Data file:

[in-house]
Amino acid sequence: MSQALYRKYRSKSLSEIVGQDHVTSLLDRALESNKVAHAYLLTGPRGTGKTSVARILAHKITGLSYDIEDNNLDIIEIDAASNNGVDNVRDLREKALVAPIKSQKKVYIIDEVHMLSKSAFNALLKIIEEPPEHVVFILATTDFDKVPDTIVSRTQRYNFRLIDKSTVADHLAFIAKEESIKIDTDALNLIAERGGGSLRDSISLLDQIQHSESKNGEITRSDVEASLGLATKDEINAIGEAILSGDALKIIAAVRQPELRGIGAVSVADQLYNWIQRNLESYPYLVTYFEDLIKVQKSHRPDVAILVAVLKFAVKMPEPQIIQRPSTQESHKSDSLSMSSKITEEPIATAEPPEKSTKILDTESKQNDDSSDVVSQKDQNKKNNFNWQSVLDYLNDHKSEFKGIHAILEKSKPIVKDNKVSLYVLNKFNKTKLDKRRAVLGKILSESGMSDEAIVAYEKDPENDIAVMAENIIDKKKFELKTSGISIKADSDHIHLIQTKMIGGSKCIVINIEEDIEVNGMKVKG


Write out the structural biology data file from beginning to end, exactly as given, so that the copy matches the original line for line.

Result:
[in-house]
Amino acid sequence: MSQALYRKYRSKSLSEIVGQDHVTSLLDRALESNKVAHAYLLTGPRGTGKTSVARILAHKITGLSYDIEDNNLDIIEIDAASNNGVDNVRDLREKALVAPIKSQKKVYIIDEVHMLSKSAFNALLKIIEEPPEHVVFILATTDFDKVPDTIVSRTQRYNFRLIDKSTVADHLAFIAKEESIKIDTDALNLIAERGGGSLRDSISLLDQIQHSESKNGEITRSDVEASLGLATKDEINAIGEAILSGDALKIIAAVRQPELRGIGAVSVADQLYNWIQRNLESYPYLVTYFEDLIKVQKSHRPDVAILVAVLKFAVKMPEPQIIQRPSTQESHKSDSLSMSSKITEEPIATAEPPEKSTKILDTESKQNDDSSDVVSQKDQNKKNNFNWQSVLDYLNDHKSEFKGIHAILEKSKPIVKDNKVSLYVLNKFNKTKLDKRRAVLGKILSESGMSDEAIVAYEKDPENDIAVMAENIIDKKKFELKTSGISIKADSDHIHLIQTKMIGGSKCIVINIEEDIEVNGMKVKG